Hailing from a small village called Blentarp, located in the Swedish country-side near Malmö, you wouldn’t think skateboarding would be the first hobby to cross Sarah’s path. Although her encounter with the wooden toy happened early on, and when she started telling me about how she started out, her story felt oddly relatable and should be to numeral people.
“As I was growing up, there was a wave of skateboarding happening in my town: A couple of kids who were a little older than me used to go skate around the school, and when I saw it, I was like “this looks super fun and I want to try it”. I then started with a friend of mine who happened to be in my class. Later on, we borrowed my aunt’s VHS camera to film each other. We used to record on the band, rewind it manually and re-record on it to do our edits. My friend stopped skateboarding not long after, but I stuck with it.”
“When I was 16, Bryggeriet in Malmö opened up the skateboarding high school there, which I naturally joined and that’s where I was first properly introduced to photography, and what you can actually do with photos.”
Being a full time professional skater can become a time consuming duty that revolves around airports, hotel rooms & rushed lunches, leaving very little time to get into any other activities, let alone photography in the traditional sense of the term. Yet, if you’re familiar with Sarah, you know she’s everything but a one-dimensional individual: After graduating and working/traveling for a couple of years, she felt there was still more to gain from the medium. Prior to taking a BFA in fine art photography, she went to a one-year pre- educational fine art photography course outside of Malmo. “They had a whole lab there, and I got really into it. Before that I had never thought of photography as a material activity, as I had shot analog for a long time but never before worked with the negatives in my hands.”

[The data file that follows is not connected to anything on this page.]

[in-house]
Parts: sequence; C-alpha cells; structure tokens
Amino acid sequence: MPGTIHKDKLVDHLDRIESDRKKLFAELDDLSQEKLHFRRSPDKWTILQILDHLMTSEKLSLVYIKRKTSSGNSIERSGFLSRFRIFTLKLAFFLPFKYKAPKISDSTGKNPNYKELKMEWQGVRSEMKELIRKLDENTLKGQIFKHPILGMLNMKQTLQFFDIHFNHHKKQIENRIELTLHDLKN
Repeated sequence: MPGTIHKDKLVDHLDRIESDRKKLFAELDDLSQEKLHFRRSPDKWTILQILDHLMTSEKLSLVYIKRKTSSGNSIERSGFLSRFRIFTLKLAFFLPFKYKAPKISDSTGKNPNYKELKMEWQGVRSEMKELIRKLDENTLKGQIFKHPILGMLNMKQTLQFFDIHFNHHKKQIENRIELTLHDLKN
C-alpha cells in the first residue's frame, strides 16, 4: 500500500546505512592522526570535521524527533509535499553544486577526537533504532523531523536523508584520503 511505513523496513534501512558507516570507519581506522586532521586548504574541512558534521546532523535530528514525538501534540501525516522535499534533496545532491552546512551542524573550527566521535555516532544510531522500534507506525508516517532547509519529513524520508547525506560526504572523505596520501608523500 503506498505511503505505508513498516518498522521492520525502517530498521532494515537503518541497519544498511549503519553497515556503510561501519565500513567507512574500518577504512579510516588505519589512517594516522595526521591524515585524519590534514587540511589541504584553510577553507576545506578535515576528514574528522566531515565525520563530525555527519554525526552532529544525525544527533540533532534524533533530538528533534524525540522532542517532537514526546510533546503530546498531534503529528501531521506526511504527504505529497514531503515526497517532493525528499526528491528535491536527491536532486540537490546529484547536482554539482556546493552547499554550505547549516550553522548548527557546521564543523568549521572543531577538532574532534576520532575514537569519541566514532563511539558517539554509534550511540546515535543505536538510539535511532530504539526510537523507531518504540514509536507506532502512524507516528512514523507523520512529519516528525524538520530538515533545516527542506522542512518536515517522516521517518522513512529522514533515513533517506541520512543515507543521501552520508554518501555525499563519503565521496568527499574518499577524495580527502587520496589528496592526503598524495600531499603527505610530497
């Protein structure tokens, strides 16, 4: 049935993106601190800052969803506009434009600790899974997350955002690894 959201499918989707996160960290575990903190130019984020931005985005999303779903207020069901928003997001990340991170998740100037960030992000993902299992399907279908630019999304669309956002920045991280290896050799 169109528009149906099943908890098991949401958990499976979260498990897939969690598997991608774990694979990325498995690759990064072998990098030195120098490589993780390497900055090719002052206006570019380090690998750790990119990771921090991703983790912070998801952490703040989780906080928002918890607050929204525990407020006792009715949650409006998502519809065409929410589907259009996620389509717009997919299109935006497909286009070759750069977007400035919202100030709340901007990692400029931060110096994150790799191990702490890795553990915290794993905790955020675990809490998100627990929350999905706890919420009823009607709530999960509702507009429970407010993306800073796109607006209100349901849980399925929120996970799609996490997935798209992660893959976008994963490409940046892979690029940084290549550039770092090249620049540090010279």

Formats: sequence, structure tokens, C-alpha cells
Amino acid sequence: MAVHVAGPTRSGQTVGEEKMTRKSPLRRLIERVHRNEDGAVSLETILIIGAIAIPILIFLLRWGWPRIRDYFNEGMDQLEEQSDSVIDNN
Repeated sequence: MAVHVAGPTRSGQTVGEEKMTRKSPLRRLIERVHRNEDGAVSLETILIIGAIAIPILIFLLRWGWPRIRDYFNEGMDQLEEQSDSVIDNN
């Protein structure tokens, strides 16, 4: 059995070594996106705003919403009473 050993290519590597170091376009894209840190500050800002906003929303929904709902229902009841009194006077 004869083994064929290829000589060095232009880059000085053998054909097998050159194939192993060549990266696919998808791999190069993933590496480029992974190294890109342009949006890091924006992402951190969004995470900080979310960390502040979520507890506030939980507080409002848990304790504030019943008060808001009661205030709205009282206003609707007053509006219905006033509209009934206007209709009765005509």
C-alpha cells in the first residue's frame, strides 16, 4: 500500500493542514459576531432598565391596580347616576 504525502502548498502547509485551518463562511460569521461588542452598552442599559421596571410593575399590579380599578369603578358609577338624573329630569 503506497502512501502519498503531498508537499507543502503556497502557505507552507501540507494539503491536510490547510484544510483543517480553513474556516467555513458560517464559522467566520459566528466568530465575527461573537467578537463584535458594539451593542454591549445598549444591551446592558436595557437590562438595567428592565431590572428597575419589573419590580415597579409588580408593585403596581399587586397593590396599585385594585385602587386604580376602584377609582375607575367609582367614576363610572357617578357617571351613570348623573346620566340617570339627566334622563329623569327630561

Spending hours in the lab and the dark-room was a game-changer for Sarah who started experimenting with different formats and developed an affinity for the imperfections offered by film photography.